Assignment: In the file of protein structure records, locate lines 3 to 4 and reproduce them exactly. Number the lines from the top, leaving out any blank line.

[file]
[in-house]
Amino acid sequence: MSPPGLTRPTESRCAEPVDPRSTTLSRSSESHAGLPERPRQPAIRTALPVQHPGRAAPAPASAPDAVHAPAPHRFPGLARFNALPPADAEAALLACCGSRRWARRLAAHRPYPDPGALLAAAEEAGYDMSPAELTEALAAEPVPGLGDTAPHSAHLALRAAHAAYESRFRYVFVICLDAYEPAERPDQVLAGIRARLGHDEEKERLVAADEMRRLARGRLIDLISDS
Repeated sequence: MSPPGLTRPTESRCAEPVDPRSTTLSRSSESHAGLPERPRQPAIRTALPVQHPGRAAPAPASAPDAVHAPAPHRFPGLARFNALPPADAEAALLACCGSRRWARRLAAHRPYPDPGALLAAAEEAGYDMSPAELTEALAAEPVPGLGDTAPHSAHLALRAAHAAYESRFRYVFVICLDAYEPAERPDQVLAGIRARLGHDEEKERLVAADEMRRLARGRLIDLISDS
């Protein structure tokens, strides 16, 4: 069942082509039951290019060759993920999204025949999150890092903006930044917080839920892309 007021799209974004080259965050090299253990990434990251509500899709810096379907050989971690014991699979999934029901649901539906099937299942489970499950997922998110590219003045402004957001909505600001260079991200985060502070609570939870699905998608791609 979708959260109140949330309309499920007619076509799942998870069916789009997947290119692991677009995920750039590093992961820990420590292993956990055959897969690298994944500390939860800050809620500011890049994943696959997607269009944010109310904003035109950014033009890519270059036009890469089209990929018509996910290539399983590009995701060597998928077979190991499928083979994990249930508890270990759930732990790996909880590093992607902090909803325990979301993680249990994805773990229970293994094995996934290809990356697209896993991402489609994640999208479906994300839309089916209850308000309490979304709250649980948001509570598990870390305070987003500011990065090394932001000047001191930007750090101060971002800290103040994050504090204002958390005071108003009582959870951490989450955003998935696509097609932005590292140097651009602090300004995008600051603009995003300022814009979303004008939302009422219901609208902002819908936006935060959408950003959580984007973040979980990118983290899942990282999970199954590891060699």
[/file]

Repeated sequence: MSPPGLTRPTESRCAEPVDPRSTTLSRSSESHAGLPERPRQPAIRTALPVQHPGRAAPAPASAPDAVHAPAPHRFPGLARFNALPPADAEAALLACCGSRRWARRLAAHRPYPDPGALLAAAEEAGYDMSPAELTEALAAEPVPGLGDTAPHSAHLALRAAHAAYESRFRYVFVICLDAYEPAERPDQVLAGIRARLGHDEEKERLVAADEMRRLARGRLIDLISDS
């Protein structure tokens, strides 16, 4: 069942082509039951290019060759993920999204025949999150890092903006930044917080839920892309 007021799209974004080259965050090299253990990434990251509500899709810096379907050989971690014991699979999934029901649901539906099937299942489970499950997922998110590219003045402004957001909505600001260079991200985060502070609570939870699905998608791609 979708959260109140949330309309499920007619076509799942998870069916789009997947290119692991677009995920750039590093992961820990420590292993956990055959897969690298994944500390939860800050809620500011890049994943696959997607269009944010109310904003035109950014033009890519270059036009890469089209990929018509996910290539399983590009995701060597998928077979190991499928083979994990249930508890270990759930732990790996909880590093992607902090909803325990979301993680249990994805773990229970293994094995996934290809990356697209896993991402489609994640999208479906994300839309089916209850308000309490979304709250649980948001509570598990870390305070987003500011990065090394932001000047001191930007750090101060971002800290103040994050504090204002958390005071108003009582959870951490989450955003998935696509097609932005590292140097651009602090300004995008600051603009995003300022814009979303004008939302009422219901609208902002819908936006935060959408950003959580984007973040979980990118983290899942990282999970199954590891060699």